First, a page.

Tuesday, July 1, 2014

The Cold Shoulder War

You might remember when Putin annexed Crimea sometime at the beginning of the year. You know, back in those days when the Putin backlash was strong. The Russian president's club of western haters has subsided a bit because we've moved on to bigger animals of foreign policy like Iraq and Israel, but he'll do something to make it come back, I guarantee it. He'll make another statement about how being gay is wrong, or ban Facebook. And when the American media discourse falls back into the Putin-bashing mode, politicians will feel the need to chisel out some new vehemently anti-Russian policy. Like when, for example, some aldermen in Chicago in late March felt the need to suspend the 17-year “Sister City” relationship between Chicago and Moscow. 

That’ll teach Putin a lesson for annexing Crimea, they said. It was supposed to be an “important step” toward expressing “outrage” to Putin, but the mayor declined to sign it. That might have had something to do with the fact that there are approximately 15,000 Russian immigrants living in Chicago, according to 2009 American Community Survey data. Chicago Sister Cities International has thrown fashion shows, meals, concerts and events of all kinds promoting Russian culture since 1997.

Between the time of Putin's anti-gay law and his royal mess of Sochi, at least 40 of 76 U.S. cities with Russian Sister cities formed similar online petitions to suspend their Sister City relationships. So much time and energy went into garnering support for the anti-gay “propaganda” and anti-annexation petitions. What would happen if cities spent that energy trying to improve their already existing foreign exchange programs, many of which have persisted even through the Cold War?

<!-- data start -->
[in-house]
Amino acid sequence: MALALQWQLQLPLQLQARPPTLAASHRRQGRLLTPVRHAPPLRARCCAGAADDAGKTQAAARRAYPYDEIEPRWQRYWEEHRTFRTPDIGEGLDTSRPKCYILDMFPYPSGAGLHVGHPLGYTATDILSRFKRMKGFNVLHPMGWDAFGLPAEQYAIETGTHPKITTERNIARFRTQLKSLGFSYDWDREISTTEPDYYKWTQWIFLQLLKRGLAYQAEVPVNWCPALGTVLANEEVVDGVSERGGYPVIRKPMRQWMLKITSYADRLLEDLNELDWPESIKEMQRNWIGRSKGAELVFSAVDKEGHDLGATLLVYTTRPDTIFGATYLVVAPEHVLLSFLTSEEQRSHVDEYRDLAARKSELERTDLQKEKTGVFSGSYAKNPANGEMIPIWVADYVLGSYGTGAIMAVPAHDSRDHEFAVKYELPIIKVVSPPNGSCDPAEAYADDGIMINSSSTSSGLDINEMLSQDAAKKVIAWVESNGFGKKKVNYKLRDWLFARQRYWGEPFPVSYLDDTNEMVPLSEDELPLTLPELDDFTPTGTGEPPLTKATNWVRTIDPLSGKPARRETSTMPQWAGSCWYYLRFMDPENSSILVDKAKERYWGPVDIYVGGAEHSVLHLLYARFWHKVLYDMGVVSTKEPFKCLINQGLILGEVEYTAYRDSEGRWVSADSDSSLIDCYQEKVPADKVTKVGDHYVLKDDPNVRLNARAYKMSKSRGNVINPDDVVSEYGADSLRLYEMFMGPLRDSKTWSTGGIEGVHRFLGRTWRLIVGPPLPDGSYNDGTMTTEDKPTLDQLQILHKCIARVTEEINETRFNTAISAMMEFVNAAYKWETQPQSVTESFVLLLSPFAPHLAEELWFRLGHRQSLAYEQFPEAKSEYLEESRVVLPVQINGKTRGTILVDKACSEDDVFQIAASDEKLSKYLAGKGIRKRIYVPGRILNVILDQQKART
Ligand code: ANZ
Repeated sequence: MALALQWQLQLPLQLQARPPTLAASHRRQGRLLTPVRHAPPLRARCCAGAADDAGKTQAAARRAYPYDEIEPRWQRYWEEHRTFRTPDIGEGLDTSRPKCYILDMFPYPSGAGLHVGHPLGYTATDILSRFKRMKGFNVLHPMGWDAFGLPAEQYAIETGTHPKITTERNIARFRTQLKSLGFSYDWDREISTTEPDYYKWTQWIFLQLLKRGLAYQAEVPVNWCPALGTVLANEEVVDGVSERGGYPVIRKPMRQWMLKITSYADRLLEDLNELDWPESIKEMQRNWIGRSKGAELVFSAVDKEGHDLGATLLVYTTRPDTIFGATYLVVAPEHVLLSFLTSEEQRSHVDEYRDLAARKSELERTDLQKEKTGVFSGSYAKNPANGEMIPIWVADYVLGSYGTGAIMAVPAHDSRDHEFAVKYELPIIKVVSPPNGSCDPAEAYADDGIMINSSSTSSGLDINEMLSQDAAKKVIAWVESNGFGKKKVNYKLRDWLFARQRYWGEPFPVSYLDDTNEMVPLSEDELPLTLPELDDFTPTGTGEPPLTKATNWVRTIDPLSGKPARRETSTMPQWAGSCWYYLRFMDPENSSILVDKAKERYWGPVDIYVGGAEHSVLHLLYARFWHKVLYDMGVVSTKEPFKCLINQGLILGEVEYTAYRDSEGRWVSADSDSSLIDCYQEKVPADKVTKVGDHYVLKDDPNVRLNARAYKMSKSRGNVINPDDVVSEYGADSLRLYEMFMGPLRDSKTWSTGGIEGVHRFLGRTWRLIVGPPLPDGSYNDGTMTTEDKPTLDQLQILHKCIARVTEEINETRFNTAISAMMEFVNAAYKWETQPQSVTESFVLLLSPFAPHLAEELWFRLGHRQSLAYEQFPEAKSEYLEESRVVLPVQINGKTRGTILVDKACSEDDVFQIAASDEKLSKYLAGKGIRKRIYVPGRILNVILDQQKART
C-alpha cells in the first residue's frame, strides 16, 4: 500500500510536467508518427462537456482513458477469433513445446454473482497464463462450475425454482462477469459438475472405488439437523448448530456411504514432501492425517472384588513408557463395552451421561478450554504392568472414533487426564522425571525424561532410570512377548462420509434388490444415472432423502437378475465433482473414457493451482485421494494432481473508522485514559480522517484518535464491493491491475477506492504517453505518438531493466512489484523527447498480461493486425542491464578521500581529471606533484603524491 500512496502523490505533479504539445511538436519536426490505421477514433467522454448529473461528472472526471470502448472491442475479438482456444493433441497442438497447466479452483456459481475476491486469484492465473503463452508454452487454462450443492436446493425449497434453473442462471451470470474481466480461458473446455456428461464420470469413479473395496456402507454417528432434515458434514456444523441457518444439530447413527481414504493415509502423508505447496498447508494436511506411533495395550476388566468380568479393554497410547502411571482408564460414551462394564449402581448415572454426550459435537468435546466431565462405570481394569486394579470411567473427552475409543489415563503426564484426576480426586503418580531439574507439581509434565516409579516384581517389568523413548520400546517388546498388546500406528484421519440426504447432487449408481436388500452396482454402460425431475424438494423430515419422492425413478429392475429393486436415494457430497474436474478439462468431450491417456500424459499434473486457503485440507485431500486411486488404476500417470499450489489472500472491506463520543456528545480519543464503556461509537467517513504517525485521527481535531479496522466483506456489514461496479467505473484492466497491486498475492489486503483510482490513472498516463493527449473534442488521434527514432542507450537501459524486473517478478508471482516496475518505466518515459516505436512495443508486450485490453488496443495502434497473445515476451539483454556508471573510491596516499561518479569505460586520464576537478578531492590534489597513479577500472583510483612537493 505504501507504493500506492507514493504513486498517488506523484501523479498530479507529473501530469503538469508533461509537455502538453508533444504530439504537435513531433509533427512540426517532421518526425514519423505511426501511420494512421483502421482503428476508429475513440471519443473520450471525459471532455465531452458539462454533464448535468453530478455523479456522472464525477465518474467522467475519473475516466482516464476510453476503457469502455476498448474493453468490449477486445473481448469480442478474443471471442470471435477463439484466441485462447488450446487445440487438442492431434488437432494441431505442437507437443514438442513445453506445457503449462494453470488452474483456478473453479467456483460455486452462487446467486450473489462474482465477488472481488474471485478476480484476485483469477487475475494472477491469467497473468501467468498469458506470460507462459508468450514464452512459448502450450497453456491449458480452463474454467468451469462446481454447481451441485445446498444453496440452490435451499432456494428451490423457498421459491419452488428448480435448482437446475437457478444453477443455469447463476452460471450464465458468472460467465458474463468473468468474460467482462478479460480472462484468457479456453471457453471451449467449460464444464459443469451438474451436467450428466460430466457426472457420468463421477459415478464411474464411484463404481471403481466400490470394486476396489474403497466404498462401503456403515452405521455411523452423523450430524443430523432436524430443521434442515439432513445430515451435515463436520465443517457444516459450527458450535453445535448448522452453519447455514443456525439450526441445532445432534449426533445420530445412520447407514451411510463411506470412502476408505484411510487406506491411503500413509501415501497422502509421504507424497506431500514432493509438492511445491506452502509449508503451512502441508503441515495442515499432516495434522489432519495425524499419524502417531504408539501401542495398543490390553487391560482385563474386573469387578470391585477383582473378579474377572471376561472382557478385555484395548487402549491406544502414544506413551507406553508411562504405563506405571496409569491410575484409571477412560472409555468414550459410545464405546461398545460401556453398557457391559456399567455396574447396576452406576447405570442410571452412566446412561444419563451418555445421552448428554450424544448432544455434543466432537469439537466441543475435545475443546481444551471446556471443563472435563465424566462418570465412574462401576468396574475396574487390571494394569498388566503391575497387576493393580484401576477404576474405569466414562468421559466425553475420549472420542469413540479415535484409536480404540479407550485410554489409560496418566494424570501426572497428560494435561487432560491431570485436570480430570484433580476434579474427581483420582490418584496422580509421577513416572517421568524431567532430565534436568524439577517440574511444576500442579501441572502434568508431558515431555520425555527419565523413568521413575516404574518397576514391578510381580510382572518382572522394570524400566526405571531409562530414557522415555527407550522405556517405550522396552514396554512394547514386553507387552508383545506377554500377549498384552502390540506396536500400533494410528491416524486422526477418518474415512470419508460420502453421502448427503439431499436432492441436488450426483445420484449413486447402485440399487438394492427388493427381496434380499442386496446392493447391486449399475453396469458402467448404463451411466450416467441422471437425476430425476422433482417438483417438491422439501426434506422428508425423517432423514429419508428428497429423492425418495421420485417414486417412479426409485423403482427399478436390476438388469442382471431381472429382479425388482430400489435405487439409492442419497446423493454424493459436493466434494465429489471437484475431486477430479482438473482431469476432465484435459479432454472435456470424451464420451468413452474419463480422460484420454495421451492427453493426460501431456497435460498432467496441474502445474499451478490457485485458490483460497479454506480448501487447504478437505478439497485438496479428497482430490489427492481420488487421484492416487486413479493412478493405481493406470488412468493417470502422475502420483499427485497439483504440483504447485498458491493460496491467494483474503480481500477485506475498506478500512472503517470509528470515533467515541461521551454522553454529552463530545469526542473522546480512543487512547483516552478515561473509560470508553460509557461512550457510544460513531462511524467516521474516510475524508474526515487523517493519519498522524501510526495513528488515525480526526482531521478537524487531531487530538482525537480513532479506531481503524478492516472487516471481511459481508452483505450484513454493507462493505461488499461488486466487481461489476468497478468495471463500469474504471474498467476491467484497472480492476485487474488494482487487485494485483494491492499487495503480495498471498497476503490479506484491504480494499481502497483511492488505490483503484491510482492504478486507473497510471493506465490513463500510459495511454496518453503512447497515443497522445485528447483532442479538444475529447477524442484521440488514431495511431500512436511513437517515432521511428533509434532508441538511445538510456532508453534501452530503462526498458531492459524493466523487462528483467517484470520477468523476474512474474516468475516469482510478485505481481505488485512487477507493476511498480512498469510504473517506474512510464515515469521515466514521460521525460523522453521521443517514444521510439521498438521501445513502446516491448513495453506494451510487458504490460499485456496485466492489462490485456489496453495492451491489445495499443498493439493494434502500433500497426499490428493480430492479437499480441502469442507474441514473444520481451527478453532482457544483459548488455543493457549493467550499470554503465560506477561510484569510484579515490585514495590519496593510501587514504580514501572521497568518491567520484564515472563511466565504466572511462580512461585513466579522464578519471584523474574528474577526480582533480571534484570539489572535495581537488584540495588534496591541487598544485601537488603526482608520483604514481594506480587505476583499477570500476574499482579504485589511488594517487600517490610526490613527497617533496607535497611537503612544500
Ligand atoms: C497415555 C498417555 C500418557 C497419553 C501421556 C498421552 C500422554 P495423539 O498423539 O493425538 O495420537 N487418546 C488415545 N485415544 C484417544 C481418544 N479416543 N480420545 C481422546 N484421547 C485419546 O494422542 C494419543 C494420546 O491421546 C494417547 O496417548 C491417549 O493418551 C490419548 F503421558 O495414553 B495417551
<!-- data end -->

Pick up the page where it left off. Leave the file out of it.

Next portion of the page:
"Citizen diplomacy" is the fancy reason for Sister Cities International. The organization was founded in 1956 by President Dwight D. Eisenhower in the interest of using average citizens as political ambassadors for their country, whether purposefully or as a result of some other motivation. “I think that people want peace so much that one of these days governments had better get out of the way and let them have it,” the former president smirked in 1959.

Here's citizen diplomacy in action: no one from Chicago knows anything about Moscow, and vice versa. I asked many of my friends living in Chicago what they knew about Moscow. They said it was dreary, the Kremlin was there and the KGB used to exist. When I was in Moscow and mentioned I was from Chicago, I received one of two gestures in return from the people living there: either, “Oh, Da Bulls!” or “Boom boom! Al Capone.” Maybe it's just me because I love Russian history and culture, but I think we should mutually learn more about each other.

A friend I studied with in St. Petersburg in 2009 said she often struggled with the rough misunderstandings between Americans and Russians. My friend, who asked to remain anonymous because she works for the U.S. government, said if Russians and Americans do not actively try to understand one another, they're at risk of becoming completely disconnected, rotting in “echo chambers of their own rhetoric.” Real diplomacy, she said, only starts once the “conversation juices start flowing.”